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Always, Never, Just, and Only - Oh My!

Most of us are familiar with the quote by Henry Ford, “Whether you think you can, or

you think you can't – you're right”. When we talk to ourselves and to others, the words we use matter. Words make the difference between success or not. Between peace or discord. Between the feeling of success versus defeat. How many times has your inner dialog or the conversation you had with someone else gone completely awry because the wrong word was used. I’m suggesting we be more aware of a few key words that are used all too often but have a similar limiting impact as can’t. They are – always, never, just and only.

Let’s start with the definition of always and never. Always – at all times; on all occasions. Never – not at all. We are human. We are complex. We make mistakes. Should we be defined by always and never? It’s human nature to gravitate towards the negative. Using these words really don’t give us much grace for mistakes or growing.

Let’s use the example of losing weight. When that internal dialog says things like “I always blow it” or “I’ll never be able to do this”, what do you think the impact of those words have on your weight loss journey? Is there compassion in those words for what you did succeed at? How would things look if you used different words? And really, how often are things always or never? Do you really never eat right or exercise?

Now onto the words just and only. These are minimizing words and used way too often. I removed those words from my vocabulary 6 years ago after I had a total knee replacement. I was an endurance athlete and now I couldn’t even get to the bathroom without discomfort and breathing heavily. I realized how diminishing those words were so I stopped saying to myself, “I only ran 3 miles”. I was lucky to be walking! I hear my clients when they recap their week say things like, “I just drank 1 glass of water” or “I only got to the gym once”. Don’t lessen your success. You drank a glass of water when you didn’t drink water before or applaud yourself for getting to the gym once. That’s once more than last week.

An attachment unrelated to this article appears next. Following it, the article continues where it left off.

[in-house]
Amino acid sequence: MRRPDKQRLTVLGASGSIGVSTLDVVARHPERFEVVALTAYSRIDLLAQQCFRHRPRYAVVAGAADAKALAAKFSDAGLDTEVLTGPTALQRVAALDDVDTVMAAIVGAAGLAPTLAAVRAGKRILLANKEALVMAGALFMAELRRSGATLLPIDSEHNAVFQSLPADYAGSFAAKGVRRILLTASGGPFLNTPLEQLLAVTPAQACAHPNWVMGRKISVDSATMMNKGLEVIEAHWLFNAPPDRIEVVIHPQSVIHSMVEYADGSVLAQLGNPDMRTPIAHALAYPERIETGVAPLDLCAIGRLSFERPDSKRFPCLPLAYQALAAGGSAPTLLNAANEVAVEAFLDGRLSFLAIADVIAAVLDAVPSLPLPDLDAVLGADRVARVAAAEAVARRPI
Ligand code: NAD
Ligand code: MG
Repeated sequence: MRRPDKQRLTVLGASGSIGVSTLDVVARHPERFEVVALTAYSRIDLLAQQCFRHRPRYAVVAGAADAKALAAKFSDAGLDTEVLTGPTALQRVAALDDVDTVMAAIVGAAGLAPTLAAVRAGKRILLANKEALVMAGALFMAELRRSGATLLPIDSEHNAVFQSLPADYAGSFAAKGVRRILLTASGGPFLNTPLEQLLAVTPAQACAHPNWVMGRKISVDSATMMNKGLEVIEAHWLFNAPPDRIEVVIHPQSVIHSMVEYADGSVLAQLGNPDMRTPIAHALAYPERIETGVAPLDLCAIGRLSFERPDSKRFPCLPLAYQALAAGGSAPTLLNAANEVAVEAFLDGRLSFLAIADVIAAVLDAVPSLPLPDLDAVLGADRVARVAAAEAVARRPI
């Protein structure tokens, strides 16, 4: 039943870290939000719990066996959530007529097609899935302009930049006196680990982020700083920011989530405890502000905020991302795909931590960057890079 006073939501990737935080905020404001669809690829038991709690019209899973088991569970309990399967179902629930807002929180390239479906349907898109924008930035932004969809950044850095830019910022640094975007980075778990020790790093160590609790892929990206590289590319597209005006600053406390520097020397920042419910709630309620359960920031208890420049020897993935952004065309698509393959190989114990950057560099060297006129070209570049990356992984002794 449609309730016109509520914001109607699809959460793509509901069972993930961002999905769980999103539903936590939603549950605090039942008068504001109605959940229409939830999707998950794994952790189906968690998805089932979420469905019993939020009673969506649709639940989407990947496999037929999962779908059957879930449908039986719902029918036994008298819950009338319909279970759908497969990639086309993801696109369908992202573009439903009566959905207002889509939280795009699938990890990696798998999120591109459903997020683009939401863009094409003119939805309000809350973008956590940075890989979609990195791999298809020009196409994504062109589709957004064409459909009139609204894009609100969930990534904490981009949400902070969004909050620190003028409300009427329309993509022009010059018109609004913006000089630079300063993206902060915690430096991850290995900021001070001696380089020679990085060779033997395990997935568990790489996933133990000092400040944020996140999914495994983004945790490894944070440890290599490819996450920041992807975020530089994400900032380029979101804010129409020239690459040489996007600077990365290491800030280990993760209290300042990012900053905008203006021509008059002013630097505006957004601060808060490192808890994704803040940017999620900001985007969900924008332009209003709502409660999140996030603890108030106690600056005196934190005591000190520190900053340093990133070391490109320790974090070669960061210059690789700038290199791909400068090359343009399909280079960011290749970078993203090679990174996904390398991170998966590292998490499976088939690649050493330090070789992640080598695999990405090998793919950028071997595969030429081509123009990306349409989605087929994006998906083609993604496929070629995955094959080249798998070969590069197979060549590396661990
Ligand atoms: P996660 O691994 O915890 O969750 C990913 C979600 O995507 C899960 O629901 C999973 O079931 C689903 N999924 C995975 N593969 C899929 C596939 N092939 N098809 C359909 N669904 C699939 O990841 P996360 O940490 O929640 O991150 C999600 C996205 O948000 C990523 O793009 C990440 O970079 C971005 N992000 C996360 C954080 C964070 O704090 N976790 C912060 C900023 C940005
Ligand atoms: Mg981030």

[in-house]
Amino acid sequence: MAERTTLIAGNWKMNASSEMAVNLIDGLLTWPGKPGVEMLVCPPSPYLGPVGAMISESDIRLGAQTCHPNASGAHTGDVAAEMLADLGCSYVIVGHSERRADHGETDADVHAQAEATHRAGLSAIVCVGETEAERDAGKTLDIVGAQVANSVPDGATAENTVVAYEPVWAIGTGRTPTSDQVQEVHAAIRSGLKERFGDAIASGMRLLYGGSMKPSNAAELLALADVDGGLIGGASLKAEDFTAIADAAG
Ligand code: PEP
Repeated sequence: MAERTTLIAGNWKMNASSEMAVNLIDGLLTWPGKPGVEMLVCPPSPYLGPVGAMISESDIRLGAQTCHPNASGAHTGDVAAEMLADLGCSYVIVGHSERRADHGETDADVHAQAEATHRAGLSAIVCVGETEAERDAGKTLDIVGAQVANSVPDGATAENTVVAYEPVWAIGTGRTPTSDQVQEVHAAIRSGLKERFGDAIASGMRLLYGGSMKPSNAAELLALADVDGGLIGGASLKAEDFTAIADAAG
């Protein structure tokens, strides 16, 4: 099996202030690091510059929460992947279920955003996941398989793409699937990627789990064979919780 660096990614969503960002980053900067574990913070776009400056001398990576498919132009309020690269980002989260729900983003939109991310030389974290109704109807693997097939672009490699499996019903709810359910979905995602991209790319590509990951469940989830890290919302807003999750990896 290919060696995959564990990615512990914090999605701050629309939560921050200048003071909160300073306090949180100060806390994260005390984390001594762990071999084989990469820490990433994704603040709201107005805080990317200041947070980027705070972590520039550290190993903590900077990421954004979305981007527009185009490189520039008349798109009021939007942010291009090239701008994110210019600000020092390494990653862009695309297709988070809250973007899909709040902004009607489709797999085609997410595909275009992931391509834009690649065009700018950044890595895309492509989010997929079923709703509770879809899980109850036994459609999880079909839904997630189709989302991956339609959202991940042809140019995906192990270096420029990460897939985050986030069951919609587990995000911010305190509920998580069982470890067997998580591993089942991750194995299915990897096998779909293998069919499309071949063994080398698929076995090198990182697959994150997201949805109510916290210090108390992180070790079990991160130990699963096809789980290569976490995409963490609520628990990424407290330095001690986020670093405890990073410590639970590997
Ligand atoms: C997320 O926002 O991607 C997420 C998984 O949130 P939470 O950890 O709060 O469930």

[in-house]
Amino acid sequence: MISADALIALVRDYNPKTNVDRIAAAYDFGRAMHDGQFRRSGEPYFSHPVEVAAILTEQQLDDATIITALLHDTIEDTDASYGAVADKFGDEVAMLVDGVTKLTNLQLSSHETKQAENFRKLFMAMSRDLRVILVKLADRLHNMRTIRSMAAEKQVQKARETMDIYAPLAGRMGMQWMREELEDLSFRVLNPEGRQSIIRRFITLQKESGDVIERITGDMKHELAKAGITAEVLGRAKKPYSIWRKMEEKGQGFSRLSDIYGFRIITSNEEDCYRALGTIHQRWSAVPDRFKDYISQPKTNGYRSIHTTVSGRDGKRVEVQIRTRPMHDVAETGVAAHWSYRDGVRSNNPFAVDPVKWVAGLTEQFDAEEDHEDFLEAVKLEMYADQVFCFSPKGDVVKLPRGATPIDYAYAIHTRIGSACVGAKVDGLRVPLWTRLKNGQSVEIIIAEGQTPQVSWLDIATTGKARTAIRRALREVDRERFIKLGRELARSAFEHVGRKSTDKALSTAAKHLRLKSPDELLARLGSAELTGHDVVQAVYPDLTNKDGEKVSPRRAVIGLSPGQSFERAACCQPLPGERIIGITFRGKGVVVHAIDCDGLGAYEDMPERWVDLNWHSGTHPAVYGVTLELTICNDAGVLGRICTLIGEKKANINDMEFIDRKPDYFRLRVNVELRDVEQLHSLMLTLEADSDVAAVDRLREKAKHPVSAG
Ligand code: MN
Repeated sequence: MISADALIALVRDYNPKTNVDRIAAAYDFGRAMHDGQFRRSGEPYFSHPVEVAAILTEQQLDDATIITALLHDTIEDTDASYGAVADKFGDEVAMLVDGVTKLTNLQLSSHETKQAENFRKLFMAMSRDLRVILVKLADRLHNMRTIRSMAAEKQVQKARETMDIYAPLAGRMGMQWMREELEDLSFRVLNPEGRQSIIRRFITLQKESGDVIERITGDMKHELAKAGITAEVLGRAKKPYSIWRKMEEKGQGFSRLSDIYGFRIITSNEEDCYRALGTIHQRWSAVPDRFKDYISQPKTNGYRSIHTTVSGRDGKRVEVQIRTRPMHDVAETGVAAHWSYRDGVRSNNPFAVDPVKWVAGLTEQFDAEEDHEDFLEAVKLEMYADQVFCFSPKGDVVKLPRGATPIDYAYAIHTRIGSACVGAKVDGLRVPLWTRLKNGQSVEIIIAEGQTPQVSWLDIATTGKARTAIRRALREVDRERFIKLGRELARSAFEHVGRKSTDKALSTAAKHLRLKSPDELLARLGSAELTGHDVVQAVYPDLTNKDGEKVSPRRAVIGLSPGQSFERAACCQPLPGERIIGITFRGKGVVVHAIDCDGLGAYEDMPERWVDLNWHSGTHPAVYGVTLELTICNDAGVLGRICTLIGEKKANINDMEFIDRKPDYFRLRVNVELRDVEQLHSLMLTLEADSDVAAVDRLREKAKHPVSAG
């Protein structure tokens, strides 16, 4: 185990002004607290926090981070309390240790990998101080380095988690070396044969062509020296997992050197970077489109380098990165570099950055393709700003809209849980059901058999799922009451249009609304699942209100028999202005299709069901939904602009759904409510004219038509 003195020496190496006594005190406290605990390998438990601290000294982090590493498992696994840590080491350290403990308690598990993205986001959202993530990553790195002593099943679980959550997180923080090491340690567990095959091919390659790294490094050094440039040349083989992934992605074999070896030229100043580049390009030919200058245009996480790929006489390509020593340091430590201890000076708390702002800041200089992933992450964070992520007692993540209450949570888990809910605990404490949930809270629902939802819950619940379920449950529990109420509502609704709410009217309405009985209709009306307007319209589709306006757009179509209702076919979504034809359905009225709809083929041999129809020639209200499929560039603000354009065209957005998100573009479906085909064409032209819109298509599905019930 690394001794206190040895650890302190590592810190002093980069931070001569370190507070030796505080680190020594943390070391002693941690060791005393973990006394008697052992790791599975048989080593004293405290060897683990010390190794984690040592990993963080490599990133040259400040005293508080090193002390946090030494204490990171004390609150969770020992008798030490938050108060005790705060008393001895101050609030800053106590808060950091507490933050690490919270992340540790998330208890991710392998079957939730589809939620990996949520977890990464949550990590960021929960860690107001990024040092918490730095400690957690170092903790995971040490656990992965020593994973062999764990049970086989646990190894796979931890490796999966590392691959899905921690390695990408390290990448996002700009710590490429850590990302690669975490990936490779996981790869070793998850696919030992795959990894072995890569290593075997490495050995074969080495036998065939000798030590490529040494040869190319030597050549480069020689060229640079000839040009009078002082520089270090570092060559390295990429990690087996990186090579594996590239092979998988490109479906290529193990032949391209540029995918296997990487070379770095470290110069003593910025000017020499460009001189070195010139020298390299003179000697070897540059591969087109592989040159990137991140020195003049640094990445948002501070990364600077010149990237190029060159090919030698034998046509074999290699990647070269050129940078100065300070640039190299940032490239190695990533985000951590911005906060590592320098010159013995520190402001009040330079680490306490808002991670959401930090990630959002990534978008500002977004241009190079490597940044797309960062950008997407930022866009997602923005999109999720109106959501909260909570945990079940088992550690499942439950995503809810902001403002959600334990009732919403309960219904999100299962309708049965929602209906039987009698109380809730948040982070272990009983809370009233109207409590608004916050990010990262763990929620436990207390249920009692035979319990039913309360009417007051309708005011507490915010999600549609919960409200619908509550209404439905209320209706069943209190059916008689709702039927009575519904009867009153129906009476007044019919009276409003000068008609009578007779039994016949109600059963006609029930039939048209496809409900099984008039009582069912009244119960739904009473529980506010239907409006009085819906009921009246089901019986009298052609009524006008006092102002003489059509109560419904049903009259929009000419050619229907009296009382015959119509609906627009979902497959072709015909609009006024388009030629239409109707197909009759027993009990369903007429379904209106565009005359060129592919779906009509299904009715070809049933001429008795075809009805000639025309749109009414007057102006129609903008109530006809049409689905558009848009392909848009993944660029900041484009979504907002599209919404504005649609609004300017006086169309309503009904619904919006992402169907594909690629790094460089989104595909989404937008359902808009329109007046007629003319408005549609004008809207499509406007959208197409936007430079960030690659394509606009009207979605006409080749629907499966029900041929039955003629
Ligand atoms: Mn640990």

Our health is a journey – not a destination. So much of working with my clients is about applauding success and helping them reframe the way they talk to themselves and to others. As you work on changing or improving your weight, fitness, stress levels or relationships, pause a moment and think about the words you use. Being more precise with your words will make a difference.

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